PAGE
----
CAMERON CARPENTER (“one of the rare musicians who changes the game of his instrument … a smasher of cultural and classical music taboos, technically the most accomplished organist I have ever witnessed … and, most important of all, the most musical” — Los Angeles Times; “on Monday Carpenter played in the Philharmonie and what he did there was so disconcerting that it could probably only be compared to what Liszt must have evoked 170 years ago” — Berliner Zeitung; “the audience’s response was raucous… everything he touches turns fantastical and memorable” — The New York Times — and you know how amazing the Disney Hall french fries organ sounds), Sun 7:30 p.m., Walt Disney Hall, DTLA, $76-$229.

THE SUNSET JAM – THE VIPER ROOM (maybe you should catch one of these since Johnny Depp’s famous Viper Room is going to disappear soon beneath a silly-looking huge hotel, built to accommodate all the tourists who come to see the famous Sunset Strip except, along with the venerable House of Blues and others, developers are destroying all the things that people would come for, smart, smart developers), Mon 8 p.m., The Viper Room, West Hollywood, free.

COMING ATTRACTIONS: LA PHIL – SALONEN, various Stravinskys, Disney Hall, DTLA, Apr. 12-14, 18-20; PETER ERSKINE presents Daniel Szabo’s “Visionary,” Jazz Bakery, Moss Theater, SM, Apr. 13; LA Times Festival of Books, USC, Apr. 13-14; Laemmle Live presents cellist ARMEN KSAJIKIAN with host RICH CAPPARELA,

Laemmle Monica Film Center, DTSM, Apr. 14; CHRISTIAN McBRIDE BIG BAND, The Soraya, Northridge, Apr. 26; LA CHAMBER ORCHESTRA – MOZART’s REQUIEM, Apr. 27, Alex Theatre, Glendale, Royce Hall, UCLA, Apr. 28; RED HEN PRESS: The Figure of Orpheus in Poetry and Performance, Broad Stage, SM, Apr. 28.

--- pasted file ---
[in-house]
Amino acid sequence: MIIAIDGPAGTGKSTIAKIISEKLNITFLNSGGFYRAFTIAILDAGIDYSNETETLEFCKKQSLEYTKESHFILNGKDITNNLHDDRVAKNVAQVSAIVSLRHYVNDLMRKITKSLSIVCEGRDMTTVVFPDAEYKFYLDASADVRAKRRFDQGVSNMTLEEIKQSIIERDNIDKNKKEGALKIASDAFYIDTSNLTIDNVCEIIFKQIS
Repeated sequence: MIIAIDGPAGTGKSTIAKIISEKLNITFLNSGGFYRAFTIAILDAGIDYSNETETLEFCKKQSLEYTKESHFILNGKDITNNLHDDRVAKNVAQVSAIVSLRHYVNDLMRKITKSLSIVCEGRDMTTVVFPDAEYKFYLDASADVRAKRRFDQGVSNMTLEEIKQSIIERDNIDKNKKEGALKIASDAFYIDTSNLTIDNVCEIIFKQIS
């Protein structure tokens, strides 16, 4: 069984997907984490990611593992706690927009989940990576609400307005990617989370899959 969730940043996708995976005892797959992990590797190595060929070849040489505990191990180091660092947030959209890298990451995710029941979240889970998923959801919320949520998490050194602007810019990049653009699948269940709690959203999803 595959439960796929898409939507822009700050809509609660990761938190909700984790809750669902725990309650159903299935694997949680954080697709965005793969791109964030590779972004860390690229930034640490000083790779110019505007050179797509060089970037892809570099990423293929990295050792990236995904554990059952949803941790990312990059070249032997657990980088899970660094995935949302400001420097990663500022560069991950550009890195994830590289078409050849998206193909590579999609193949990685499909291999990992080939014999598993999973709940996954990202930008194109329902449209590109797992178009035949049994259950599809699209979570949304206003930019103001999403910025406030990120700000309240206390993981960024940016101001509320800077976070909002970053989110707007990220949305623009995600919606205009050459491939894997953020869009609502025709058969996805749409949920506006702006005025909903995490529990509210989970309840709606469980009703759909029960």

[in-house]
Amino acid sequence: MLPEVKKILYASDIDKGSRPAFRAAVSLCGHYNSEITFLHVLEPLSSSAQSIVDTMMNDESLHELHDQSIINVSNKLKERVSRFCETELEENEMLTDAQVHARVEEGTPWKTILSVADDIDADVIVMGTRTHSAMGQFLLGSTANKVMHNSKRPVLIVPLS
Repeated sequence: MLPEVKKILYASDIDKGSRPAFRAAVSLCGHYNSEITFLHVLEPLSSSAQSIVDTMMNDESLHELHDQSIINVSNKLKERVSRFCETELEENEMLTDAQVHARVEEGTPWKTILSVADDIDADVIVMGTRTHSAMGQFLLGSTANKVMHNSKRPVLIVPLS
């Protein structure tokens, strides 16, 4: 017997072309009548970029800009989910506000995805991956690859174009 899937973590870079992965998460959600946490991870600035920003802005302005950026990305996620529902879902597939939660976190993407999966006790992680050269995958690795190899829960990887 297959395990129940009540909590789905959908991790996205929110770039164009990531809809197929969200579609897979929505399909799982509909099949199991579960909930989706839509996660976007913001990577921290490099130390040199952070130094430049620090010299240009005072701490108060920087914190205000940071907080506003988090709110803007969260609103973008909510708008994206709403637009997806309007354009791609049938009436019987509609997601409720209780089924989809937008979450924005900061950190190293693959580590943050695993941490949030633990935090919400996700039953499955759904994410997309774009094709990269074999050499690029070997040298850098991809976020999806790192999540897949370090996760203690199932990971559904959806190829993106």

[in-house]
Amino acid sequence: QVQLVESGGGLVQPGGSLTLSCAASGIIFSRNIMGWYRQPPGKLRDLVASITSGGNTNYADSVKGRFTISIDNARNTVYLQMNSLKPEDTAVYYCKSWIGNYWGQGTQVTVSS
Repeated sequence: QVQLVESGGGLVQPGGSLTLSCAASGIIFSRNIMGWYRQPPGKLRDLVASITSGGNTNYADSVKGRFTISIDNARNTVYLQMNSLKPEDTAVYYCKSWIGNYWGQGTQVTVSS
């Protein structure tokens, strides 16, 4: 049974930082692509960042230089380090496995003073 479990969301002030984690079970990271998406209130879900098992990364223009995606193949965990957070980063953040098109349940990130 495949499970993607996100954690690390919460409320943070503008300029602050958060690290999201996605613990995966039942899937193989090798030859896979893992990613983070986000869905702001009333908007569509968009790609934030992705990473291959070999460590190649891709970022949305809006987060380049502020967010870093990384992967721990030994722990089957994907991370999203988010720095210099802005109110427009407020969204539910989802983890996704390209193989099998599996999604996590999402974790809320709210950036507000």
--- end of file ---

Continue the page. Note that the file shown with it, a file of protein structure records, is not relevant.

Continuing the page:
BODACIOUS BIRTHDAY: MUDDY WATERS (1913… 1915? ‘14?) — An absolute colossus, a pillar of modern blues, Chicago-style, and a progenitor of rock and roll. He began life literally dirt poor on a Mississippi plantation, but inspired by his father and local bluesmen Robert Johnson and Son House he took up guitar and harmonica and saw music as his ticket out. That ticket landed him in Chicago, where he discovered electric guitar, played it swampy dirty, and paired with his visceral growl, it transformed the blues. He wound up in the hands of the Chess men, Polish Jewish immigrant brothers Phil and Leonard and his son Marshall, a mixed blessing as it made Muddy famous but also produced some controversial albums. But that voice, grit, that timing, guitar and his songs could not be denied.

If young white America was oblivious the English kids were paying attention. “He limned a darkly charismatic, quasi-mystical, sexually masterful persona that was essentially a blueprint for the skinny white boys who invented the ‘rock star’ a generation later.” A 1958 jaunt through the U.K. had an explosive impact on musicians like John Mayall, Jimmy Page, Mick Jagger, Keith Richards, Van Morrison, Eric Clapton. “Live at the Checkerboard Lounge, Chicago 1981” showed the Rolling Stones, who took their name from his 1950 song, drifting into Buddy Guy’s South Side blues club while Muddy played, getting on stage with him one by one, a fascinating cultural and music document, it was finally released in 2012.

Charles Andrews has listened to a lot of music of all kinds, including more than 2,000 live shows. He has lived in Santa Monica for 33 years and wouldn’t live anywhere else in the world. Really. Send love and/or rebuke to him at  therealmrmusic@gmail.com